She would bluff a charge once, maybe twice, but they had to get out of there. Tom pushed his bike backward. The agitated bear puffed and grunted. Lifting his bike back over the log, he misjudged the height and caught the chain, popping it off the sprocket. He leaned over the bike and pushed the derailleur forward, creating slack so the chain could be maneuvered back into place. A drop of sweat prickled his nose and dropped coldly onto his arm, and he was suddenly aware that everything had become brighter. The dog and the bear made guttural sounds at each other, sounds that were getting closer to him. The cub bleated desperately in the tree. Tom waited for the wet thunk of a claw in his exposed neck, the back of his head, for the grate of tooth on skull. The derailleur slipped from his sweaty fingers and the chain fell back between the cog and the frame. One of the links jammed and he yanked it, jamming it further. He stopped. Reminded himself that the link got stuck with little force, so it would take little force to release it. He hoped that Curtis was well away. With greasy fingers, he gently pulsed the chain back and forth until it slipped free and then pushed the derailleur forward again until there was enough slack to loop the chain back onto the cog. He caught a whiff of bear, the musk in its fur and gamy piss. When he stood back up, Curtis was still there, one foot on the ground. “Go,” Tom whispered fiercely. “Don't wait for me.” Curtis hesitated, then clicked into his pedals and disappeared over the lip of the incline. Rocky yelped and ran past him at full pelt, and disappeared over the lip as well. Tom had no control over what might happen next. The bear would decide how this was going to finish, and to the sound of cracking branches, Tom mounted his bike and followed his son and dog down the hill.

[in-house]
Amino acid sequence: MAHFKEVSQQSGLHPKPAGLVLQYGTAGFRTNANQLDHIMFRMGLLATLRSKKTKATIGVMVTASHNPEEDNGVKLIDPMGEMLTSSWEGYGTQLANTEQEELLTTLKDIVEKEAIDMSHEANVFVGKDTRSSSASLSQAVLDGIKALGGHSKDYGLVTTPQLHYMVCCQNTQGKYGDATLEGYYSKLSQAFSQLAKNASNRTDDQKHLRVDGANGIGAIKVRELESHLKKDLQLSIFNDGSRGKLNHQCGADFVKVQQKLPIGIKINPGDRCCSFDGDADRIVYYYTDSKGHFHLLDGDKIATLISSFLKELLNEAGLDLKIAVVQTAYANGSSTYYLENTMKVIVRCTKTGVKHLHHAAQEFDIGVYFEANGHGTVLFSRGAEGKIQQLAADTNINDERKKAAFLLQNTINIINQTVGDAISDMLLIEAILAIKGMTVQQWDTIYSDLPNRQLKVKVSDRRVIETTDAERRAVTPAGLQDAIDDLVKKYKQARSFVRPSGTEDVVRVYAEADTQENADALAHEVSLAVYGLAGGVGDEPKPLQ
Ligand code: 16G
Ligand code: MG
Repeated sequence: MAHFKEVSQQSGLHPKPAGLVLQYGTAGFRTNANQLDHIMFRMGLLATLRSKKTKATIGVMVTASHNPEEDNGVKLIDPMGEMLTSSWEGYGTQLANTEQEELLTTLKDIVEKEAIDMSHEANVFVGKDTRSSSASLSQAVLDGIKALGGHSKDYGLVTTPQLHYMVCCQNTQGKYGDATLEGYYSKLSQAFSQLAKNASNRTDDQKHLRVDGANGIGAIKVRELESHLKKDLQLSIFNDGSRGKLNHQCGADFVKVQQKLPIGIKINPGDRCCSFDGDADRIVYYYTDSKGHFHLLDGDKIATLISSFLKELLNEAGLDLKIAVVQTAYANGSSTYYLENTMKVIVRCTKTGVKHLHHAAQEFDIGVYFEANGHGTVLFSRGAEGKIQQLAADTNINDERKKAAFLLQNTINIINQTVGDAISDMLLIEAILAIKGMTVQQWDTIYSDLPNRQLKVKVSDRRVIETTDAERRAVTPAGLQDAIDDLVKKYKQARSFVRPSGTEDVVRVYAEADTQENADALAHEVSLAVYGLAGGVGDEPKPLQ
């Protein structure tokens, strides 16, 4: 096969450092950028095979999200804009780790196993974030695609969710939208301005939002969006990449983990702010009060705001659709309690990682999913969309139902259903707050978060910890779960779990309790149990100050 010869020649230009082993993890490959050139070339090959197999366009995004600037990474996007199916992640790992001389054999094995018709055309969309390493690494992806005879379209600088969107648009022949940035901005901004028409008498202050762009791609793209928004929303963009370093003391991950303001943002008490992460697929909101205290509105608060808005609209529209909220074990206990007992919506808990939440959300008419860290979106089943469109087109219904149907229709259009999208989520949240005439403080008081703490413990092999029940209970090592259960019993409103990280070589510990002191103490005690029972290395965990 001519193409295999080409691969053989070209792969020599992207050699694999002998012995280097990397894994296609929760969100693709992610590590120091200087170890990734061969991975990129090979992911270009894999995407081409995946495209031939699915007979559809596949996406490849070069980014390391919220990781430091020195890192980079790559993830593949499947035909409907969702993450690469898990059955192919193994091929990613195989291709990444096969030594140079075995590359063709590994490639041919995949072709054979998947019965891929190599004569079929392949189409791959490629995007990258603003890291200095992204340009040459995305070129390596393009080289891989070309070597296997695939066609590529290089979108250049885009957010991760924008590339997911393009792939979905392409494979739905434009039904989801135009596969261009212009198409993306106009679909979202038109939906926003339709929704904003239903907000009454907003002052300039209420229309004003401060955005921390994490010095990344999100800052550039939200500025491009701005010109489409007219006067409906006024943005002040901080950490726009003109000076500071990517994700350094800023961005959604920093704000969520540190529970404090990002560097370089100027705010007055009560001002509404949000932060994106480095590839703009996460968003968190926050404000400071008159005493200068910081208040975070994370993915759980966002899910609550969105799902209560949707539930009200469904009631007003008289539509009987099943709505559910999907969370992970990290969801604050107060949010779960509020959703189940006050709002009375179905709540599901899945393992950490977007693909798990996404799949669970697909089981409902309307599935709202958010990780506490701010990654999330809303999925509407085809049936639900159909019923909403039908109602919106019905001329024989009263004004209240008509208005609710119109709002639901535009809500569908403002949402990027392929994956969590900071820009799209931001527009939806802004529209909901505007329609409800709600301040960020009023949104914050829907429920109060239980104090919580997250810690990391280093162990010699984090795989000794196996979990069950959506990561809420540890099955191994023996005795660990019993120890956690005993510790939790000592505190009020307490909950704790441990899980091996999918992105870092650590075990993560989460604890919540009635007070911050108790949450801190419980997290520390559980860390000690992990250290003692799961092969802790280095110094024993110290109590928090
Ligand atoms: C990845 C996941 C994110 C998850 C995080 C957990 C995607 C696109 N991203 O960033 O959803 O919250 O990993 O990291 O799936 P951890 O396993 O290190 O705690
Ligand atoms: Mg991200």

He'd heard of bears stalking people; he didn't think a sow with a cub would, especially not one so well fed, but they rode without stopping until they got back to the truck. Rocky was acting strangely, running too close to their tires, his tail between his legs. He would run ahead of them, then behind, then ahead again. Dog didn't seem himself for days after that.

Now, in these last minutes, Tom parked his truck at the top end of the teardrop lot and settled down into his seat. Rocky raised his head half an inch, opened his eyes partway, and then sank back into himself. Tom reached into the backseat for the bottle of Jack Daniel's and poured a hot gulp down his throat. He leaned over and massaged Rocky's ears, the back of his head, and then got out of the truck and retrieved the rifle from the backseat. He moved away so Rocky wouldn't hear the
schuck
of the bolt being pulled back, or the clink of the rounds being loaded into the magazine. Or the slide of the bolt pushing a round into the chamber.

Around him, the bush waited patiently, all stillness and quiet in the water-blue morning, while Tom prepared, not for the first time in his life, to do something he didn't want to do.

BOOK: The Mountain Can Wait